Management of ADR
Management Rapid action is sometimes important because of the serious nature of a suspected adverse drug reaction, for example anaphylactic shock. Emergency treatment and withdrawal of all medicines is occasionally essential, in which case cautious reintroduction of essential medicines should be considered. Otherwise, using clinical benefit-risk judgment, together with help from investigations, one decides which medicine or medicines should be withdrawn as a trial.
A problem immediately arises if one or more of the medicines is essential to the patient. If the culprit is fairly clear, a benefit-risk decision needs to be taken about the need for the drug (are there equally effective substitutes that are unlikely to produce the same adverse drug reaction?), the severity of the reaction, and its potential for treatment.
If several medicines could be causative, the non-essential medicines should be withdrawn first, preferably one at a time, depending on the severity of the reaction. If the reaction is likely to be doserelated, dose reduction should be considered. Many prescribers unnecessarily withhold a drug when interactions are suspected, rather than adjusting the dose.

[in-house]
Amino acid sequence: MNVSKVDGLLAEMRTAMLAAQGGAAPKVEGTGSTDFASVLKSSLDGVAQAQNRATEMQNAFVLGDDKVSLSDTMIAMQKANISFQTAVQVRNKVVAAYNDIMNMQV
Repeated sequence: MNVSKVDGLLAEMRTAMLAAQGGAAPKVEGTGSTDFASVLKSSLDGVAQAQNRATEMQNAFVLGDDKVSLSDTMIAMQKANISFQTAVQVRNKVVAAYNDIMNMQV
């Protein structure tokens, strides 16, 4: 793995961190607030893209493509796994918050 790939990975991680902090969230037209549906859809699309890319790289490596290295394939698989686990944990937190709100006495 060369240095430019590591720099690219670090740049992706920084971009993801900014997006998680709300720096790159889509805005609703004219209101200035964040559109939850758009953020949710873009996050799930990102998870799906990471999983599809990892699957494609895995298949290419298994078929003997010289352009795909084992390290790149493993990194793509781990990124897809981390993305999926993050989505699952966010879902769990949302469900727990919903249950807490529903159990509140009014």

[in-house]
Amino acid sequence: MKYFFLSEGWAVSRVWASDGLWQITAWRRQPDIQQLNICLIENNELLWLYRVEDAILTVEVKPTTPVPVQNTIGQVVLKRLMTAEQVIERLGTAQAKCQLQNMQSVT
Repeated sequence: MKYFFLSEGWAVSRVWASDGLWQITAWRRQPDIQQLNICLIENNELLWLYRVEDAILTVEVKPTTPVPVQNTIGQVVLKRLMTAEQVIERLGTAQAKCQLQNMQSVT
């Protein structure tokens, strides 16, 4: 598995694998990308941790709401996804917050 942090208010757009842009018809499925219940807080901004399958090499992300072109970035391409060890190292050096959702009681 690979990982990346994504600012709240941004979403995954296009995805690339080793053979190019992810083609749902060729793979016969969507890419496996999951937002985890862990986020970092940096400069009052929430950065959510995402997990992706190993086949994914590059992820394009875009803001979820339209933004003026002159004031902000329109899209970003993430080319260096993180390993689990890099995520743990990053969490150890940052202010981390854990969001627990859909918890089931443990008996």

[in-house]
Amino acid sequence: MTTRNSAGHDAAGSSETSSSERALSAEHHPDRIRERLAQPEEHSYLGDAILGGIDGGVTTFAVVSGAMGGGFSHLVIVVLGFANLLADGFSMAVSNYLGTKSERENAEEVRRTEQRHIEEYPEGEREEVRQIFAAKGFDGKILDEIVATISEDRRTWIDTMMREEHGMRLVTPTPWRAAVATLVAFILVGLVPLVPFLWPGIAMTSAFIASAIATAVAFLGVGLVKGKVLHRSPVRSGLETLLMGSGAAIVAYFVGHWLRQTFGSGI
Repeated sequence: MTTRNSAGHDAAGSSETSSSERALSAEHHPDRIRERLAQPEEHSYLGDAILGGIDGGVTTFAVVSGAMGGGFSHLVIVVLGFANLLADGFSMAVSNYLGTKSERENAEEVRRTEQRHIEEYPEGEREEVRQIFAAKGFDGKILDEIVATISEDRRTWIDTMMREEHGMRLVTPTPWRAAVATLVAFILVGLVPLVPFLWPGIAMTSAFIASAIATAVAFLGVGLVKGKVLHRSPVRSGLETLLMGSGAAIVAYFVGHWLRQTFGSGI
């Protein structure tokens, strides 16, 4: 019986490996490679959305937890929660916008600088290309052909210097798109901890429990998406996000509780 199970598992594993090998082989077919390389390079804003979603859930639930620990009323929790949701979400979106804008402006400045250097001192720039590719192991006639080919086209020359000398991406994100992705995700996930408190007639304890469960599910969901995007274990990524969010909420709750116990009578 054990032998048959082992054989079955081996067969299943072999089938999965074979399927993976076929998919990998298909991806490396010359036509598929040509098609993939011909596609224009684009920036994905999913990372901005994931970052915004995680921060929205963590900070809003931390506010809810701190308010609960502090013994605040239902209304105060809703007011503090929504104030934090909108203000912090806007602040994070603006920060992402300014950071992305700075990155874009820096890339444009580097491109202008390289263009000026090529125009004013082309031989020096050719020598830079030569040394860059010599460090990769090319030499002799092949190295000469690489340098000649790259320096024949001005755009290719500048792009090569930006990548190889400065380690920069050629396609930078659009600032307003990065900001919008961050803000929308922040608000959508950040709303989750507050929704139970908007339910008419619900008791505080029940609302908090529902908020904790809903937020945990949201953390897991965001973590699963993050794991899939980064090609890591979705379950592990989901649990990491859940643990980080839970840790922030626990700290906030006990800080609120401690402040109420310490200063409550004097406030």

The patient should be observed during withdrawal. The waiting period will vary, depending on the rate of elimination of the drug from the body and the type of pathology. For example, urticaria usually disappears quickly when the drug is eliminated, whereas fixed psoriatic skin reactions can take weeks to resolve. If the patient is clearly getting better, in keeping with the prediction, alternative medicines for the basic disease can be introduced if necessary.
If the patient is not doing well after withdrawal of the first drug, the next most likely culprit should be considered, and the process repeated. On the other hand, the patient may be suffering through being deprived of the medicine withheld. In that case, either another suitable drug should be substituted (remembering the possibility of cross-sensitivity), or the same drug should be tried at a lower dosage (for a dose-related reaction).
The latter approach should be tried if more than one drug was withheld, for instance if an interaction was suspected or if the seriousness of the reaction made it wise to withhold several possible drugs. Reintroduce apparently essential medicines one at a time, starting with the one least likely to be the culprit.
If the patient cannot manage without a medicine that has caused an adverse reaction, provide symptomatic relief while continuing the essential treatment. For example, severe nausea and vomiting are routinely treated symptomatically in patients receiving anti-cancer drugs.
However, when treating an adverse drug reaction, it is important not to introduce more medicines than are essential. Always have a clear therapeutic objective in mind, do not treat for longer than is necessary, and review the patient regularly and look for ways to simplify management.
Full detailed article : https://sci-hub.hkvisa.net/10.1016/0091-6749(84)90110-6
MCQ on Pharmacovigilance given at the end of Lecture (see above lecture)
Pharmacovigilance Lectures Playlist
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